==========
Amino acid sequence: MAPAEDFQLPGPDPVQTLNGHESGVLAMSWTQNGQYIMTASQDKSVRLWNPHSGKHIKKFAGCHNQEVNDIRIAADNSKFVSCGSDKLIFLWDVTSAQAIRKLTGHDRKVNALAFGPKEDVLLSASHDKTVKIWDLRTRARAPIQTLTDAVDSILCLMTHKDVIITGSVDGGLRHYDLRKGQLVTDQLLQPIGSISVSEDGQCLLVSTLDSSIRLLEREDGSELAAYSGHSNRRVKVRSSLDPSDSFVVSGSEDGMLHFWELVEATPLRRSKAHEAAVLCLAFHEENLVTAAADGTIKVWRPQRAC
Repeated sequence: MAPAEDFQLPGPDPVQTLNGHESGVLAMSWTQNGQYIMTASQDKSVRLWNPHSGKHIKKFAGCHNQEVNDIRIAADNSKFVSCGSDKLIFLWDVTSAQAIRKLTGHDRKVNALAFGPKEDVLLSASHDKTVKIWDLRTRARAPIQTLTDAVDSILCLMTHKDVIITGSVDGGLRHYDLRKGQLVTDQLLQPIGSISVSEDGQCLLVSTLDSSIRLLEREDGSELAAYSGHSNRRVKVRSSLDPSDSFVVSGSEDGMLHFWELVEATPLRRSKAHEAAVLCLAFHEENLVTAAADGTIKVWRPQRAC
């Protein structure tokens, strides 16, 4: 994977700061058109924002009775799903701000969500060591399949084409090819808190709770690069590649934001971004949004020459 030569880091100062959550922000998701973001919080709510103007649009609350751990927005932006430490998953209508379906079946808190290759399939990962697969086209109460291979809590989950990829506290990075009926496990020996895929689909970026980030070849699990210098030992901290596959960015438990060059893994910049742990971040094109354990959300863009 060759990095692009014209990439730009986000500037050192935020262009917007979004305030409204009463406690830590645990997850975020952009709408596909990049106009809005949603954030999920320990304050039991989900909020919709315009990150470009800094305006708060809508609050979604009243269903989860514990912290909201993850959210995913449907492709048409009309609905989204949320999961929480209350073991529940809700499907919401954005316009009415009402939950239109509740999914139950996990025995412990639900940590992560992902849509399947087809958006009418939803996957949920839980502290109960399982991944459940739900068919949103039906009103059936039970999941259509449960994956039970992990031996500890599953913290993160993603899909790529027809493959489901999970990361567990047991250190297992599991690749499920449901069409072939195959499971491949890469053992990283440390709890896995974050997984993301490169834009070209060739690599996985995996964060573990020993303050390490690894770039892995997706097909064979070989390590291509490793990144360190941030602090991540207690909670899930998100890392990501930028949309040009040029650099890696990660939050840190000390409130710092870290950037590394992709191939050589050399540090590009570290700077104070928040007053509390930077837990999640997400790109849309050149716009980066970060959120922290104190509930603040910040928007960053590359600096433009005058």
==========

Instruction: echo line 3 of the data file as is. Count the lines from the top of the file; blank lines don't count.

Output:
């Protein structure tokens, strides 16, 4: 994977700061058109924002009775799903701000969500060591399949084409090819808190709770690069590649934001971004949004020459 030569880091100062959550922000998701973001919080709510103007649009609350751990927005932006430490998953209508379906079946808190290759399939990962697969086209109460291979809590989950990829506290990075009926496990020996895929689909970026980030070849699990210098030992901290596959960015438990060059893994910049742990971040094109354990959300863009 060759990095692009014209990439730009986000500037050192935020262009917007979004305030409204009463406690830590645990997850975020952009709408596909990049106009809005949603954030999920320990304050039991989900909020919709315009990150470009800094305006708060809508609050979604009243269903989860514990912290909201993850959210995913449907492709048409009309609905989204949320999961929480209350073991529940809700499907919401954005316009009415009402939950239109509740999914139950996990025995412990639900940590992560992902849509399947087809958006009418939803996957949920839980502290109960399982991944459940739900068919949103039906009103059936039970999941259509449960994956039970992990031996500890599953913290993160993603899909790529027809493959489901999970990361567990047991250190297992599991690749499920449901069409072939195959499971491949890469053992990283440390709890896995974050997984993301490169834009070209060739690599996985995996964060573990020993303050390490690894770039892995997706097909064979070989390590291509490793990144360190941030602090991540207690909670899930998100890392990501930028949309040009040029650099890696990660939050840190000390409130710092870290950037590394992709191939050589050399540090590009570290700077104070928040007053509390930077837990999640997400790109849309050149716009980066970060959120922290104190509930603040910040928007960053590359600096433009005058």